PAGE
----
Rightpet

Reticulated Python

Overall satisfaction

5/5

Acquired: Wild caught / rehabilitation animal,
Rescue / shelter organization,
Worked with pet (didn’t own)

Gender: N/A

Appearance

2/5

Health

4/5

ActivityLevel

3/5

Temperament

4/5

Easy to provide habitat

0/5

Easy to handle

3/5

Visibility

2/5

Easy to clean and maintain habitat

2/5

Easy to Feed

5/5

Easy to provide environmental needs

2/5

Knowledge and Patience is a Must with Reticulated Pythons

By

Ohio, United States

Posted Aug 22, 2015

Reticulated Pythons are snakes capable of reaching 25+ feet and in some areas, require permits if over 12 feet. Know your laws before considering purchasing one of these giants!
If you aren't someone who can provide a large amount of space for this animal, you may have to consider other options for a pet. They will eventually need a custom built enclosure because a tank simply won't be able to give them enough room and can easily be broken/cracked from their weight.
You must understand snake body language well to raise one of these giants; ending up with an aggressive Reticulated Python can easily result in a trip to the hospital. As they get larger, it's important to socialize them with people and have them understand you are not there to hurt them or be a nuisance. At the reptile rescue I volunteer at, there is a 14 foot female who was not held by her previous owner as he feared her and she became nervous around people. When owning one of these pythons, don't fear them; these intuitive snakes can pick up on that and will be more afraid.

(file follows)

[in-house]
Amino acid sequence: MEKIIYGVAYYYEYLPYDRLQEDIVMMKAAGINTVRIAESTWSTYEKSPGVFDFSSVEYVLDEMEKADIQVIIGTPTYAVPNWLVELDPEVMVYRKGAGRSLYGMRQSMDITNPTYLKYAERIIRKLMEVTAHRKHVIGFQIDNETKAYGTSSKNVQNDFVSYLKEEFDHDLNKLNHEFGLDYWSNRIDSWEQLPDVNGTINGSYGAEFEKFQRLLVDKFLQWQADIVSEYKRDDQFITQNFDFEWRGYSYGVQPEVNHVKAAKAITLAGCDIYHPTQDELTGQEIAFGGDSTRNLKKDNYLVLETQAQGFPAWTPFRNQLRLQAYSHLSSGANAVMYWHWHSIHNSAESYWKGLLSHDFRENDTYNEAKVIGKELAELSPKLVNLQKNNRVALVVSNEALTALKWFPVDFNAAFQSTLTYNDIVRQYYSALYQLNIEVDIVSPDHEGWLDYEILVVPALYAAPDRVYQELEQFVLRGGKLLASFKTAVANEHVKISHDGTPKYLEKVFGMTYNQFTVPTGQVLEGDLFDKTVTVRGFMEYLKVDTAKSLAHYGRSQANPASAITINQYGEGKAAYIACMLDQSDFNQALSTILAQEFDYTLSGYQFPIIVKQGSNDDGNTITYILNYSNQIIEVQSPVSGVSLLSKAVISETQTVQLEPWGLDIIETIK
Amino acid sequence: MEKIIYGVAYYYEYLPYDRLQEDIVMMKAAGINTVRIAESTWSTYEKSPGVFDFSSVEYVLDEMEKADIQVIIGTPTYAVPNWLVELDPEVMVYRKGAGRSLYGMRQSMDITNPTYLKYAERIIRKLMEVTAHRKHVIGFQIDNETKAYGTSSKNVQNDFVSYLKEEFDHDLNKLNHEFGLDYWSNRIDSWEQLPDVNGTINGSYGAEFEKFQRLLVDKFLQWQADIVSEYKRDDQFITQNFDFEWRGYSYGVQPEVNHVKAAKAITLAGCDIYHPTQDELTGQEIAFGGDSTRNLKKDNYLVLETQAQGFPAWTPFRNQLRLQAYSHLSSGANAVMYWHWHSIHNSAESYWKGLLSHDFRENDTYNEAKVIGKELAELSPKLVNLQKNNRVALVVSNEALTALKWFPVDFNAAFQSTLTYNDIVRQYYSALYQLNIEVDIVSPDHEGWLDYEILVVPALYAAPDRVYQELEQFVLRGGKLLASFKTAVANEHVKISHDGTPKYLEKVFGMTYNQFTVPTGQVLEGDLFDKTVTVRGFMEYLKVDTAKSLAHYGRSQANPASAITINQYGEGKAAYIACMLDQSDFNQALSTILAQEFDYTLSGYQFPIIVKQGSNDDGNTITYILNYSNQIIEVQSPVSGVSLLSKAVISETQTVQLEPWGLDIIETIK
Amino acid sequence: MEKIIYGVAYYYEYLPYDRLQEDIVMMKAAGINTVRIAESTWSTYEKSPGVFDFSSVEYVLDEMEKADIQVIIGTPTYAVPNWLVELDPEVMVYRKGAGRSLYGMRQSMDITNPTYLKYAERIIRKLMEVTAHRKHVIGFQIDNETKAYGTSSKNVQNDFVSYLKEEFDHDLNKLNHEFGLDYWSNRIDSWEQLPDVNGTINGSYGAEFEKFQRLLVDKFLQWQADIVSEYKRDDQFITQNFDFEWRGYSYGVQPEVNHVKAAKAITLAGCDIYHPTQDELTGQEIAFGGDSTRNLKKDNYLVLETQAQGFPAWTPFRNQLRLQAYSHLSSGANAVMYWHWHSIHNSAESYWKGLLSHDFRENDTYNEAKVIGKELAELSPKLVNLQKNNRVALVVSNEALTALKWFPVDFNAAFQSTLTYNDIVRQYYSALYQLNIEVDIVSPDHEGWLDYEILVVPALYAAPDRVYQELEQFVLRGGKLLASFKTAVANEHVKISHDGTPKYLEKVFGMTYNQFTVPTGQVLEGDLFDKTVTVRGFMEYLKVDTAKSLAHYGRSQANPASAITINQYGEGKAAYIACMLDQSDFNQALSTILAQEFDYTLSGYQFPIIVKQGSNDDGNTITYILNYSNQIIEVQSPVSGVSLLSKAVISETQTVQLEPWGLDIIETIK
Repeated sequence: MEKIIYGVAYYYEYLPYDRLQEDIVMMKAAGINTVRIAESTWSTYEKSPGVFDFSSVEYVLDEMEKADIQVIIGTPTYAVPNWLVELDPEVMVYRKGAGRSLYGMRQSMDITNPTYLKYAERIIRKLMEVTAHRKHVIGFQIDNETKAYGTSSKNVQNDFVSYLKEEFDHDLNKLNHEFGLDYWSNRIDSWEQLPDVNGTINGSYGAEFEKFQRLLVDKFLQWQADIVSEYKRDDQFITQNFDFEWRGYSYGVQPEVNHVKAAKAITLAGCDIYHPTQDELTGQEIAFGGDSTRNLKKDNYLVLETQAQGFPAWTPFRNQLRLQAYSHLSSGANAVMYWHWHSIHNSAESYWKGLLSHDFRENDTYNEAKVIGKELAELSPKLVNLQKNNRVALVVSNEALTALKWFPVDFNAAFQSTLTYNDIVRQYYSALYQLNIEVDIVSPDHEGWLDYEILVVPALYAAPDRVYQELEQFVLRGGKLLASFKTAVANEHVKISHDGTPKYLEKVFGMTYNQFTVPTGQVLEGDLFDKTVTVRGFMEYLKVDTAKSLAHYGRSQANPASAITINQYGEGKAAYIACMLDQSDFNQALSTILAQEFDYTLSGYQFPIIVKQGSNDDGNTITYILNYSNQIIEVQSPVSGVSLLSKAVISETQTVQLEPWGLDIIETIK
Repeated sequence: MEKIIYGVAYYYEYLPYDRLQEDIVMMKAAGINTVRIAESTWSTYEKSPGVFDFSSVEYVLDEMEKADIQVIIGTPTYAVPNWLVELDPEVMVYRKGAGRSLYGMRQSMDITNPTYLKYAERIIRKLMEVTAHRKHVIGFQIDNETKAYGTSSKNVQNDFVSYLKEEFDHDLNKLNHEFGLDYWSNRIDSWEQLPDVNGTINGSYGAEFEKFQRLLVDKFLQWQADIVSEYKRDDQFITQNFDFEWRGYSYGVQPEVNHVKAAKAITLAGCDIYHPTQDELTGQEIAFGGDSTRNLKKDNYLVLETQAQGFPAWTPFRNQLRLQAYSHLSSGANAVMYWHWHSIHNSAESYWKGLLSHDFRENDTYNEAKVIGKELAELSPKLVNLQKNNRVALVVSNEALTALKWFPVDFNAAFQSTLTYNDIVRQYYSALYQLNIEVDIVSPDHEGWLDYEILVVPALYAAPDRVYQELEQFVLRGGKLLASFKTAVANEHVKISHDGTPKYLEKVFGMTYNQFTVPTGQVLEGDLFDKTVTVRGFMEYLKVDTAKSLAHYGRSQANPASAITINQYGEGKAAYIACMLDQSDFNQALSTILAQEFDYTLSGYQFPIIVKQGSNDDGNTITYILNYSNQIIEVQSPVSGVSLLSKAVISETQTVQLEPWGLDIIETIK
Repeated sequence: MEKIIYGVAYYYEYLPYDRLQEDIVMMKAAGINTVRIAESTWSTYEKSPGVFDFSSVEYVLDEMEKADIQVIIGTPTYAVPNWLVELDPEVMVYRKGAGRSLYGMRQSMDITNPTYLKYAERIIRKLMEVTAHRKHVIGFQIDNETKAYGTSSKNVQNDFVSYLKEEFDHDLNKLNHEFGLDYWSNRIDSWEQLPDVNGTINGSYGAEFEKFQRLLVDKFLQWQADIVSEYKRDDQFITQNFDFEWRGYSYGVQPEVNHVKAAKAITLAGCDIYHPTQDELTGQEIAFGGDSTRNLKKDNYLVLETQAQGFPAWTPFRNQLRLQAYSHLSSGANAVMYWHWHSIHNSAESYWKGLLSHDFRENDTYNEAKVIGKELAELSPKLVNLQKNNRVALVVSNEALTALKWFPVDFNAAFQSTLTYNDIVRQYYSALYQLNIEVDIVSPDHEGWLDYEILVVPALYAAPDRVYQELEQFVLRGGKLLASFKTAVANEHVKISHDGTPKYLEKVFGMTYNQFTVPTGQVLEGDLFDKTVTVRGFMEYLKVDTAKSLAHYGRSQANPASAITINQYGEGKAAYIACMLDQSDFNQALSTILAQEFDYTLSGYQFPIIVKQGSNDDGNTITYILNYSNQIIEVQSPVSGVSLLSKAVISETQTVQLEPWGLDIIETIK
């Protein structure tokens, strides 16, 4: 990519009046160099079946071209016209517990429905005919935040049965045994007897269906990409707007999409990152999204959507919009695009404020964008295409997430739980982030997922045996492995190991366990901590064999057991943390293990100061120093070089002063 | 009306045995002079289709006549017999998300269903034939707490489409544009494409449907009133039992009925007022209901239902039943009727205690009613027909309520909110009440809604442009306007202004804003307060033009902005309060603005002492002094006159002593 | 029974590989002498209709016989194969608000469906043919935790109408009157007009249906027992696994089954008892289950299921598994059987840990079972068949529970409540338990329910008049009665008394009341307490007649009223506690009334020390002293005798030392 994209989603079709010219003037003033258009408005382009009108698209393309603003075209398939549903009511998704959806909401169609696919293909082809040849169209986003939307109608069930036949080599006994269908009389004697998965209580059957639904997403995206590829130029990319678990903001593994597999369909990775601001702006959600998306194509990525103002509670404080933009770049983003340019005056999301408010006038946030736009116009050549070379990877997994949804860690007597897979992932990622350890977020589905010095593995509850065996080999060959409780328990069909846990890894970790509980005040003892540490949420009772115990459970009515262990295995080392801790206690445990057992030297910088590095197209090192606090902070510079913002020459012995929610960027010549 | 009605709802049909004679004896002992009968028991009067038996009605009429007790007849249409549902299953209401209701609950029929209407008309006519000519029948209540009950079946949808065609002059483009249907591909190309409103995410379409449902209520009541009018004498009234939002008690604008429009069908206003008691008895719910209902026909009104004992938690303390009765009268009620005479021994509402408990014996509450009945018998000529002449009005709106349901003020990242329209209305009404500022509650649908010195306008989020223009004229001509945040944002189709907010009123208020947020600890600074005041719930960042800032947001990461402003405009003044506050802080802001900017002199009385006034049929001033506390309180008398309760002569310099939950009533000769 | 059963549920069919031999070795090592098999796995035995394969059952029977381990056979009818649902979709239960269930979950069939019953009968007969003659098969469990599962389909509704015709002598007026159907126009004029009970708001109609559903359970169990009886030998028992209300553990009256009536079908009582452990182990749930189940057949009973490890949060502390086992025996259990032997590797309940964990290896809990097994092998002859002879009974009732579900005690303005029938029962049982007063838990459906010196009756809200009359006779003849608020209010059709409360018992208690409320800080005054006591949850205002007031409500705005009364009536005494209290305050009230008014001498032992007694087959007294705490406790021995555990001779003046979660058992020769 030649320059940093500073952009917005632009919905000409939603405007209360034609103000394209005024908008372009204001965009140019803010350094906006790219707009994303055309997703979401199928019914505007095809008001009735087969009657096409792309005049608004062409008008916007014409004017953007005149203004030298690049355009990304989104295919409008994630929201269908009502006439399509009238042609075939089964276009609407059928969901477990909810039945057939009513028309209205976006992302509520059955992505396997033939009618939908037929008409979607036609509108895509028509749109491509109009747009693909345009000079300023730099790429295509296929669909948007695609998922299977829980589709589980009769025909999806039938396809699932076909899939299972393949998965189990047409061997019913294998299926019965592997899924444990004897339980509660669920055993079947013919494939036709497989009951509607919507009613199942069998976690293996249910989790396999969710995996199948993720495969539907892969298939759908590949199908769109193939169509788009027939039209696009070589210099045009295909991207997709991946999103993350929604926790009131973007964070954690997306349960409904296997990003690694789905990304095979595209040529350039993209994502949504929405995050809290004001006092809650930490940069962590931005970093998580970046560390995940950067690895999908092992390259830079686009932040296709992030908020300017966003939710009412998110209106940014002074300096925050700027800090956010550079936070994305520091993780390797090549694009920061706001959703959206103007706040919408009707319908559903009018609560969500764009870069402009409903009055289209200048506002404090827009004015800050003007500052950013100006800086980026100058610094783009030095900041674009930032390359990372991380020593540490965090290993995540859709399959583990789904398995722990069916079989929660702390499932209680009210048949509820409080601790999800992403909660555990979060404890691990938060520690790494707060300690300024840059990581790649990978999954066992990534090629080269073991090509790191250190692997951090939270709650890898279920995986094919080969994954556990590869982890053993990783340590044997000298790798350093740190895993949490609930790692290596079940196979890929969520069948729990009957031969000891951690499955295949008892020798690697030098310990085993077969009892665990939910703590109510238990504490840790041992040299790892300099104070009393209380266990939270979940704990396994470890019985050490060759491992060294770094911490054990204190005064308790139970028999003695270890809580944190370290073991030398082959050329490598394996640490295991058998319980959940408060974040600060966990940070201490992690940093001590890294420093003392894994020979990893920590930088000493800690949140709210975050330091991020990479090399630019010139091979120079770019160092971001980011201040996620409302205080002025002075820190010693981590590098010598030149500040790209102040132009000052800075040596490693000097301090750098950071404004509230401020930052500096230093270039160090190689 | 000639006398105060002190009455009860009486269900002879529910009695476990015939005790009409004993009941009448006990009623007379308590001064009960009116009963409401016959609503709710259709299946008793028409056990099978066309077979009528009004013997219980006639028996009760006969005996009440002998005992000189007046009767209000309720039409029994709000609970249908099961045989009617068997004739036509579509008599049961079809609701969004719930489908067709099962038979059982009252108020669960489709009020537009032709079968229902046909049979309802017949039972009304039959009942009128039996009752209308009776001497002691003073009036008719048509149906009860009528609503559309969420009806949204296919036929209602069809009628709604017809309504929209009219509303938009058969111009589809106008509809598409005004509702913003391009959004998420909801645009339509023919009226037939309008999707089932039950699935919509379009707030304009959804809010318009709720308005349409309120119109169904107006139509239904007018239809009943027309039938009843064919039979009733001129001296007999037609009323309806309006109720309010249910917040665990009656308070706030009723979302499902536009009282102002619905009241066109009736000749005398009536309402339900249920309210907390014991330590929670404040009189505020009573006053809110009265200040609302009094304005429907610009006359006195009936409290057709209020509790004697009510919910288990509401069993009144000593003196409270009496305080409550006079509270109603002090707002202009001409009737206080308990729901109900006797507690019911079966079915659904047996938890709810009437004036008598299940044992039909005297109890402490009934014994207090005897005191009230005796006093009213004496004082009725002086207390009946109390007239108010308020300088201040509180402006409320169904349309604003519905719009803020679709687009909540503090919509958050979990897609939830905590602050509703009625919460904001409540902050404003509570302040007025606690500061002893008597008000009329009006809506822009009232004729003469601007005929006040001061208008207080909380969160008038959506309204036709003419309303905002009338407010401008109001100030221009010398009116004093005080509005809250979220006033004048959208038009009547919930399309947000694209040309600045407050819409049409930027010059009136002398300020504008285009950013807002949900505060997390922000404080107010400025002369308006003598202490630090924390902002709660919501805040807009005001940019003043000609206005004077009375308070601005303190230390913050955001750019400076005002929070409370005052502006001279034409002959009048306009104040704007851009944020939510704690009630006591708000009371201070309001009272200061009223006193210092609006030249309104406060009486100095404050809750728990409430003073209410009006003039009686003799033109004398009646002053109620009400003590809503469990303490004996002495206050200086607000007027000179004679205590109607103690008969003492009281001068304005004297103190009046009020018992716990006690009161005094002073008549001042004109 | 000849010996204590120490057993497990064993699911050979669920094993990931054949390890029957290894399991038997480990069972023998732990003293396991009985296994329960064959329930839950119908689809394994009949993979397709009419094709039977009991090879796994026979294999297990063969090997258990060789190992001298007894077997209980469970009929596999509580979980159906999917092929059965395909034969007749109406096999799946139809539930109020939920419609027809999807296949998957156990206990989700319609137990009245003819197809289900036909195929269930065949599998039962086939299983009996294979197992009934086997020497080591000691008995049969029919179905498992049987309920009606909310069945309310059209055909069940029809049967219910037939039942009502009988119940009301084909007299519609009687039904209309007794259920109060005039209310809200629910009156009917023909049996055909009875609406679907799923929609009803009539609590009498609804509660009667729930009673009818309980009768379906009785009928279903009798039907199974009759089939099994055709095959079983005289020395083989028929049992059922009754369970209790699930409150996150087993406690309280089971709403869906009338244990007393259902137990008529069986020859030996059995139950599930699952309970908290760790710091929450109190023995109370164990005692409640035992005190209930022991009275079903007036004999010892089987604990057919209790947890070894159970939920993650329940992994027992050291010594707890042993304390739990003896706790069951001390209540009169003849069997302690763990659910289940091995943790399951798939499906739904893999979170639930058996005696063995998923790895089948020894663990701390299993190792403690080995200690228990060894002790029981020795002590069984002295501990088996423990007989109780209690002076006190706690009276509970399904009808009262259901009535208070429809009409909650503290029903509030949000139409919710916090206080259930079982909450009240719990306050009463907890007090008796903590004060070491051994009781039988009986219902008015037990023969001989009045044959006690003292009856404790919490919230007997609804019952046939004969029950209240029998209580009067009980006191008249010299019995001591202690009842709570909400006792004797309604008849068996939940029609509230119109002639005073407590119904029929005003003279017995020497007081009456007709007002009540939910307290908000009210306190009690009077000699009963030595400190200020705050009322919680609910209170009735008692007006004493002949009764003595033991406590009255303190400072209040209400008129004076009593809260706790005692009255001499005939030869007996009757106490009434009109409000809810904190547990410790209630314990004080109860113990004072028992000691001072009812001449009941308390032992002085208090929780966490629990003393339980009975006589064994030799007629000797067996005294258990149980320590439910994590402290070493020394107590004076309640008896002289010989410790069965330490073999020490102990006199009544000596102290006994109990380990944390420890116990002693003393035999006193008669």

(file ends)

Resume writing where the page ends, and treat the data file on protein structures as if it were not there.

It's a good idea to have more than just yourself living with you if you own a large Reticulated Python, if it happens to escape you may need an extra person to assist you in lifting it. It takes a minimum of three people to carry the python at the rescue! Even with that many people it's challenging!
These snakes have an EXTREMELY heavy feeding response and that gives them a poor reputation. I've taught my pythons to know the difference between feeding time and handling time by tapping them on the head when I want to handle them. Doing so, it lets them know they aren't going to get fed so they won't instinctively bite what is warm (your hand).
They need either a heating mat or light in the enclosure and humidity is important as well. If they're looking cloudy and about to shed, spray once or twice a day. I've noticed doing that helps them shed in one piece and have a clean shed.
All in all, this is an advanced snake and requires a dedicated owner who is willing to either get permits if needed and who has the space as well as patience for handling. These are one of my favorite pythons and are most definitely very rewarding if you do your part well!

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